The conventional way of executing this algorithm uses a general-purpose processor such as CPU 300 of FIG. 3. CPU 300 fetches data from SDRAM 340, processes it then stores results in SDRAM 340. The performance realized in this approach does not meet expectations. A faster way to implement the algorithm employs parallel processing using a combination of Cop1 311, Cop2 312, Proc2 302 a less complex processor than CPU 300 and DMA 313. CPU 300 is free to perform other tasks in the system.

FIG. 4 illustrates the functional behavior of the four processors units performing operations arranged into threads in a multi-threaded system. In this example, Thread 3 provides initial execution and includes all DMA operations. These DMA operations include fetching data from and storing data to SDRAM 340 and utilizing memories A, B and C for intermediate storage. Thread 2 executes all initial data computations on the fetched data using coprocessor Cop1 311. Receiving a sync from Thread 2, Thread 1 completes two additional steps of computation. In Thread 1, Proc2 302 and Cop2 312 are responsible for processing the data passed from Thread 2. After completing the processing on one block of data, Thread 1 sends a sync to Thread 3 where DMA 313 receives the stored data and stores results in SDRAM 340. In the example of FIG. 4, 30 blocks of data are to be processed in succession by repeating the loop illustrated. Ten total loops are required with each loop completing the processing of three blocks of data.

The process blocks of FIG. 4 are as follows:

  • Thread 3
    • 430: SWITCH: Connect memory A to DMA.
    • 431: SET_PARA; DMA_START; DMA fetches block 0 data from SDRAM into memory A; WAIT until DMA done.
    • 432: SWITCH: Connect Cop1 to memory A; Connect DMA to memory B; SYNC_Thread 3 sends sync to Thread 2.
  • Thread 2
    • 421: SYNC_ON: Thread 2 receives sync from Thread 3.
    • 422: SET_PARA; Cop1_START; Cop1 processes block 0 data from memory A; WAIT until Cop1 done.
    • 423: SWITCH: Connect Proc_2 to memory A; SYNC_TO: Thread 2 sends syncs to Threads 1 and 3.
  • Thread 3
    • 433: SET_PARA; DMA_START; DMA fetches block 1 data from SDRAM into memory B; WAIT until DMA done.
  • Thread 1
    • 411: SYNC ON: Thread 1 receives sync from Thread 2.
    • 412: SET_PARA; Proc2_START; Proc_2 processes block 0 from memory A; WAIT until Proc2 done.
    • 413: SWITCH: Connect memory A to Cop2.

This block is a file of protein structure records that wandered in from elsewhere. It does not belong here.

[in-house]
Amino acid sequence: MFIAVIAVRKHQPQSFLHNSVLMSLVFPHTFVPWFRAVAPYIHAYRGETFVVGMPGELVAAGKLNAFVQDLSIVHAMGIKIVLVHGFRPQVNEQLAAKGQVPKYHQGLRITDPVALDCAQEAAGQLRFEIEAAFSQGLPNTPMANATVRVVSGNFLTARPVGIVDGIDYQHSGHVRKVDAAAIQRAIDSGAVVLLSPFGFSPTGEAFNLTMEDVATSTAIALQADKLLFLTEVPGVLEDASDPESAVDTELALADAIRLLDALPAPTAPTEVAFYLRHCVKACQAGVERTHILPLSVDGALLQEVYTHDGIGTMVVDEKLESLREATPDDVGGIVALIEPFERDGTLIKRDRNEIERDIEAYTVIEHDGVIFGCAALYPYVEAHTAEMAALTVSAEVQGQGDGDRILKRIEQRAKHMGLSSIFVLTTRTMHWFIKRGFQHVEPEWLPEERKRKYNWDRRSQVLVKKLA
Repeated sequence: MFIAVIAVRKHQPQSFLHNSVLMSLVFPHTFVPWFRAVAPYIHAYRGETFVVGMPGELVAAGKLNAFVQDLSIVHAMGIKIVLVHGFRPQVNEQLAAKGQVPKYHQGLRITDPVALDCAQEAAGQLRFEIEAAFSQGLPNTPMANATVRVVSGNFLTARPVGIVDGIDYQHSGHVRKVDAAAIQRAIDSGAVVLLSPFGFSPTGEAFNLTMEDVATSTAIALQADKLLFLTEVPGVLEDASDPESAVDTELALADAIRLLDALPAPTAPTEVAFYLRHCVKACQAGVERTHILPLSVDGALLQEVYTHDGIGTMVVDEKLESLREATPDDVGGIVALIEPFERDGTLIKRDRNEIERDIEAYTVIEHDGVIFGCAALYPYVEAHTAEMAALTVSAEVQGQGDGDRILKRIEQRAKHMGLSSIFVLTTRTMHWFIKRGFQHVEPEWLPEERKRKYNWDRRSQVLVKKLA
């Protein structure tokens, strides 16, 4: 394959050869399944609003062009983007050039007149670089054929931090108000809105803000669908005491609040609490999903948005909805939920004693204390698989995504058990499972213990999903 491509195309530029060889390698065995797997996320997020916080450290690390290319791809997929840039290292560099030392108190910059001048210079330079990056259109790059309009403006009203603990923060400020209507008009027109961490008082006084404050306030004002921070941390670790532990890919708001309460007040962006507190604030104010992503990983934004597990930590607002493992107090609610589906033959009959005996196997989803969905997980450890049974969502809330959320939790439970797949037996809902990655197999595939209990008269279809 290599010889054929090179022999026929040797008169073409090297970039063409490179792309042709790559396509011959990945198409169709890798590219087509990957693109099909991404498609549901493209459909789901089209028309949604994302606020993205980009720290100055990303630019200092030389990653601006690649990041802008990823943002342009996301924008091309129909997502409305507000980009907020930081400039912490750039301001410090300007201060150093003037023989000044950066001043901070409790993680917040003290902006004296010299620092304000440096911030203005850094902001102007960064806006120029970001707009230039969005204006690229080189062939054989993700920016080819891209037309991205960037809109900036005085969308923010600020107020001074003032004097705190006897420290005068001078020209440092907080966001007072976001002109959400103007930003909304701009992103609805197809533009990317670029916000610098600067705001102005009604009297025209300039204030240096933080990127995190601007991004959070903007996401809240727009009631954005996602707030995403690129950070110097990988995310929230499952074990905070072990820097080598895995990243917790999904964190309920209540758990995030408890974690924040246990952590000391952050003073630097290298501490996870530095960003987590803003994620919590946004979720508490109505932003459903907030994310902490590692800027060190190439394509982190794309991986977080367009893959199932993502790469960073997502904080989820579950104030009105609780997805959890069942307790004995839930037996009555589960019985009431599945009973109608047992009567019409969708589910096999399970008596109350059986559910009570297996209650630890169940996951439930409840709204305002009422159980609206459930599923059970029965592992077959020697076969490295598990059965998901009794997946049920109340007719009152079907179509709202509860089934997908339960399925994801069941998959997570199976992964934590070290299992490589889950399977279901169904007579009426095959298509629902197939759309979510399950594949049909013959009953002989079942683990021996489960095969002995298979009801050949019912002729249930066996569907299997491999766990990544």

• 414: SET_PARA; Cop2_START; Cop2 processes block 0 from memory A; WAIT until Cop2 done; SYNC_TO: Thread 1 sends sync to Thread 3.
  • Thread 3
    • 434: SYNC_ON: Thread 3 receives sync from Thread 2.
    • 435: SWITCH: Connect memory B to Cop1; Connect memory C to DMA; SYNC_TO: Thread 3 sends sync to Thread 2.
  • Thread 2
    • 424: SYNC_ON: Thread 2 receives sync from Thread 3.
    • 425: SET_PARA; Cop1_START; Cop1 processes block 1 from memory B; WAIT until Cop1 done.
    • 426: SWITCH: Connect memory B to Proc2; SYNC_TO: Thread 2 sends sync to Thread 1.
  • Thread 1
    • 415: SYNC_ON: Thread 1 receives sync from Thread 2.
    • 416: SET_PARA; Proc2_START; Proc_2 processes block 1 from memory B; WAIT until Proc2 done.
    • 417: SWITCH: Connect memory B to Cop2.
    • 418: SET_PARA; Cop2_START; Cop2 processes block 1 from memory B; WAIT until Cop2 done; SYNC_TO: Thread 1 sends sync to Thread 3.
  • Thread 3
    • 436: SET_PARA; DMA_START; DMA fetches block 2 data from SDRAM into memory C; WAIT until DMA done.
    • 437: SYNC_ON: Thread 3 receives sync from Thread 1.
    • 438: SWITCH: Connect memory C to Cop1; SWITCH: Connect memory A to DMA; SYNC_TO: Thread 3 sends sync to Thread 2.
    • 439: SET_PARA; DMA_START; DMA stores block 0 data from memory A into SDRAM; WAIT until DMA done.
  • Thread 2
    • 427: SYNC_ON: Thread 2 receives sync from Thread 3.
    • 428: SET_PARA; Cop1_START; Cop1 processes block 2 from memory C; WAIT until Cop1 done.
    • 429: SWITCH: Connect memory C to Proc2; SYNC_TO: Thread 2 sends sync to Thread 1; Thread 2 returns to step 421 via path 459.
  • Thread 1
    • 419: SYNC_ON: Thread 1 receives sync from Thread 2.
    • 441: SET_PARA; Proc2_START; Proc_2 processes block 2 from memory C; WAIT until Proc2 done.
    • 442: SWITCH: Connect memory C to Cop2.
    • 443: SET_PARA; Cop2_START; Cop2 processes block 2 from memory C; WAIT until Cop2 done; SYNC_TO: Thread 1 sends sync to Thread 3; Thread 1 returns to step 411 via path 449.
  • Thread 3
    • 461: SYNC_ON: Thread 3 receives sync from Thread 1.
    • 462: SWITCH: Connect memory B to DMA.
    • 463: SET_PARA; DMA_START; DMA stores block 1 data from memory B into SDRAM; WAIT until DMA done.
    • 464: SYNC_ON: Thread 3 receives sync from Thread 1.
    • 465: SWITCH: Connect memory C to DMA.
    • 466: SET_PARA; DMA_START; DMA stores block 2 data from memory C into SDRAM; WAIT until DMA done.

Thread 3 returns to step 430 via path 469.

Using the multi-threading sequencer it is possible to allow parallel operation of Proc2 302, Cop1 311, Cop2 312 and DMA 313. Each processor operates on a different block of data. This is highlighted in steps 416, 428 and 439 where three processors are operating at one time on separate data. Proc1 302 operates on memory B data; Cop1 313 operates on memory C data; and DMA 313 operates on memory A data. This shows three threads of concurrency. The number of shared memories determines the number of threads that may be used for simultaneous processing. While FIG. 4 shows vacant times on the time axis, it should be noted that the individual blocks are not to scale. FIG. 4 shows that the three threads can operate concurrently in a manner that maximizes throughput by minimizing wait requirements.